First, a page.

Adam LaRoche drilled a two-run homer, his 16th, that secured Zimmermann’s seventh win. Steve Lombardozzi added a clutch, two-RBI double off the top of the right field wall in the seventh inning, turning a 2-1 nail-biter into a three-run breeze. The runs changed the game more than the Nationals would have hoped.
Clippard, on the day before Drew Storen’s expected return, suffered another hiccup when he surrendered a solo homer by David Wright to lead off the ninth inning. With two outs, he gave up another to Jason Bay, crushed off the left field foul pole. He rebounded to retire Jordany Valdespin, who rocked a homer off him during his Tuesday meltdown, to seal his 15th — and shakiest — save.
“That was almost as fun as last night,” Manager Davey Johnson said.
The night, again, belonged to Zimmermann. He has opened the second half of the season with 12 consecutive scoreless innings. He has allowed one or no runs in five straight starts, a streak that lowered his ERA to 2.35, best among Nationals starters — better than all-stars Stephen Strasburg and Gio Gonzalez, Thursday’s starter — by nearly a third of a run. For most of this season, the Nationals may have thought they had two aces. Now they know they have three.
“He’s a man out there,” Johnson said. “He has a great presence. He knows what he wants to do. There’s no muss, no fuss. Here, hit it.”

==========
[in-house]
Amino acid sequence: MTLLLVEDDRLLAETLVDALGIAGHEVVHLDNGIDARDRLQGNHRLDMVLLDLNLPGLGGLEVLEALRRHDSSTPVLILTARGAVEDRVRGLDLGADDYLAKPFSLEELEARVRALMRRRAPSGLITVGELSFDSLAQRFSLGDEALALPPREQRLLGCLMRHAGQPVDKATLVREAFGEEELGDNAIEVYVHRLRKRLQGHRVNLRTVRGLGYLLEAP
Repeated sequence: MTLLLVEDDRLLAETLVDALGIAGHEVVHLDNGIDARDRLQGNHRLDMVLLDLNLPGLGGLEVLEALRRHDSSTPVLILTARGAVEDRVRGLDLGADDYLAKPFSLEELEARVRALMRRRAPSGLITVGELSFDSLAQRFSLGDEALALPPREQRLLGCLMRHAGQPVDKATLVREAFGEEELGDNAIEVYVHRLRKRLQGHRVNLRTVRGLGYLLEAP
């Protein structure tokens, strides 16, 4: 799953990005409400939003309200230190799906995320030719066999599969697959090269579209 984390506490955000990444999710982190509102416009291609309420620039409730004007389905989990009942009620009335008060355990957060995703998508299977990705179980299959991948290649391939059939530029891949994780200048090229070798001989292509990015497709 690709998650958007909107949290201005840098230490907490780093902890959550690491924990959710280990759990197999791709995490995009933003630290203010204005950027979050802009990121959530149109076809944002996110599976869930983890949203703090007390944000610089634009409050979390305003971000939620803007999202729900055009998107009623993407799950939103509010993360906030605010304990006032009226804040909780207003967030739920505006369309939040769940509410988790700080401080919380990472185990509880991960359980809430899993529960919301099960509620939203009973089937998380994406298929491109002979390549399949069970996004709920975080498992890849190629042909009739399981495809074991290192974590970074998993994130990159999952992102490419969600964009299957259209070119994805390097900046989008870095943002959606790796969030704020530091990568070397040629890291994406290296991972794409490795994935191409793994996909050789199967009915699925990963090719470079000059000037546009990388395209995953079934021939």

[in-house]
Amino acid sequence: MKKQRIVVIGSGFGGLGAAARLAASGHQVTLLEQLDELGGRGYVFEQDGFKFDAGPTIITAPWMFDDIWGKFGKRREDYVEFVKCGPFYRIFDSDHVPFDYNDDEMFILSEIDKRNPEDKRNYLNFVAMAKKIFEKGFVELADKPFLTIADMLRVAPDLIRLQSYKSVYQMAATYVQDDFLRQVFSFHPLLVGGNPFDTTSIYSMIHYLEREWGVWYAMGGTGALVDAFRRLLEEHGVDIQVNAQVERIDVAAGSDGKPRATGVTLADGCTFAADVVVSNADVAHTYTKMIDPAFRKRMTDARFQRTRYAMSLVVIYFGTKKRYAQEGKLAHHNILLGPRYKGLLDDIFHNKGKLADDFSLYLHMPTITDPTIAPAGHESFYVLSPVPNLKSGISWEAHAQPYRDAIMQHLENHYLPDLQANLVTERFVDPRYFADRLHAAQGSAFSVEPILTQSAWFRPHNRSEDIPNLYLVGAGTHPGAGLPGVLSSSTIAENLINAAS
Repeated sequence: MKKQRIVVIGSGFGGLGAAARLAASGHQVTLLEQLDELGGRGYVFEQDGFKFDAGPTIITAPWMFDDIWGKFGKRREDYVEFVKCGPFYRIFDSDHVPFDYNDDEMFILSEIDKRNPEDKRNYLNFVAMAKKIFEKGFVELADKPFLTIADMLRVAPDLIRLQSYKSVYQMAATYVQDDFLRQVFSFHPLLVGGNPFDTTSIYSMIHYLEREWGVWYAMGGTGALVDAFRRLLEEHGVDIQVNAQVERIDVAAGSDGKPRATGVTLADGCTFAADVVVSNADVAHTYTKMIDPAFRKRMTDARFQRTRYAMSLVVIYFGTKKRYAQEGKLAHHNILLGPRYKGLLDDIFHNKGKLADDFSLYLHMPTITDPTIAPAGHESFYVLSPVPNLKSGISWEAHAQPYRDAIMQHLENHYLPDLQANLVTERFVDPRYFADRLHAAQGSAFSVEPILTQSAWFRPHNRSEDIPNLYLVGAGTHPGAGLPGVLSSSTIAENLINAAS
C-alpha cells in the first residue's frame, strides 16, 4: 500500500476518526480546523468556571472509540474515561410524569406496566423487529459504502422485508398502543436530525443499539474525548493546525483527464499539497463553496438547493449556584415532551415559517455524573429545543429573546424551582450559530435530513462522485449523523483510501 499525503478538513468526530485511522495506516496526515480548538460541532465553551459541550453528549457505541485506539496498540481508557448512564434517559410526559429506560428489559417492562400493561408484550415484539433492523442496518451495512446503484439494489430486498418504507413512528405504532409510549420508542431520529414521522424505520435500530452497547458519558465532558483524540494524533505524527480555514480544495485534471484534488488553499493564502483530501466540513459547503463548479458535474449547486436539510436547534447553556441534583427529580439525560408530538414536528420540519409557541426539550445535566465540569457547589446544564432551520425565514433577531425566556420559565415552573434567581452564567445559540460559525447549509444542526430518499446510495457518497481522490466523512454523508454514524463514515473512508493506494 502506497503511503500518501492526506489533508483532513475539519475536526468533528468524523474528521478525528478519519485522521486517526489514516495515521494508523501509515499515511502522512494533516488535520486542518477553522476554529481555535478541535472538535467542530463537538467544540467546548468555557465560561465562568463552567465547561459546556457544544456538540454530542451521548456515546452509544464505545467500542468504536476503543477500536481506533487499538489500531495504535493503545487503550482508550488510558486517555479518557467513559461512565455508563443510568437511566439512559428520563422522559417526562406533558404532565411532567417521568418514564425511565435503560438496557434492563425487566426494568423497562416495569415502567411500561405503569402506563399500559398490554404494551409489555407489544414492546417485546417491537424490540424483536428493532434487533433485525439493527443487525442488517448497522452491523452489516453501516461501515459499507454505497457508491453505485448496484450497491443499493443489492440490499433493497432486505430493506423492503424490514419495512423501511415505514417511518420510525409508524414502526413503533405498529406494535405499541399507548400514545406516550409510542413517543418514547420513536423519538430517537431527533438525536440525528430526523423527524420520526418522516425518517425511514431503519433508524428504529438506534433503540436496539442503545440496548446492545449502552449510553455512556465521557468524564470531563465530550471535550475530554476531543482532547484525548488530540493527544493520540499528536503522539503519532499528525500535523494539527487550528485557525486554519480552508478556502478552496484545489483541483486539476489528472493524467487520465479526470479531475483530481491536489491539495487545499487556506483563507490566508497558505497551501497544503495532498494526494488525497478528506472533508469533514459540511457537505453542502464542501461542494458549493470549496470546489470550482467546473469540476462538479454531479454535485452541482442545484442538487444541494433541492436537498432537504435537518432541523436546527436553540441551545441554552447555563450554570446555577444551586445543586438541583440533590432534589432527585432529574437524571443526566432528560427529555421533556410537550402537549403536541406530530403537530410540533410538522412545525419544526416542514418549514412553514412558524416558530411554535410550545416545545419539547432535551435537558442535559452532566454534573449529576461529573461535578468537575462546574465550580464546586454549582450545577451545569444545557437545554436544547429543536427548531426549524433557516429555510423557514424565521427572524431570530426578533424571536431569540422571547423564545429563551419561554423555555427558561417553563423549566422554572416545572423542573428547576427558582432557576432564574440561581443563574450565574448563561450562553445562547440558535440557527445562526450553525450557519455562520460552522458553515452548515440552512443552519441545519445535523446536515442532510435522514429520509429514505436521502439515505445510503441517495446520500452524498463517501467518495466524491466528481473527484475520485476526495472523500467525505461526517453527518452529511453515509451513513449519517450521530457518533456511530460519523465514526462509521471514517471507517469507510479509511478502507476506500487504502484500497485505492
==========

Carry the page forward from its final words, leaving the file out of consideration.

The victory nudged the Nationals to 17 games over .500, a new high-water mark for the season. They have taken hold of Washington, vaulting from also-ran to NL pacesetter. They are young and may well contend for years to come, but there will never be another year like this one, when they took baseball by storm and the city by giddy surprise.
Stories spill out of these Nationals. After the flap this weekend in Miami between Marlins Manager Ozzie Guillen and Nationals rookie Bryce Harper, LaRoche sent Guillen a bat autographed by Harper. “I covered that thing in pine tar,” LaRoche said. It turns out LaRoche once served as Guillen’s batboy, when LaRoche’s father coached for the Chicago White Sox.
“This is part of this team’s progression right now,” said outfielder Jayson Werth, who will begin a rehab assignment Friday. “We’re building relationships and chemistry that could go on for the rest of our lives. This is a fun time. This is what it’s all about right here. Hopefully you build on this year. You become a better team. The more you play with each other, the more you learn each other. That’s when it gets fun.”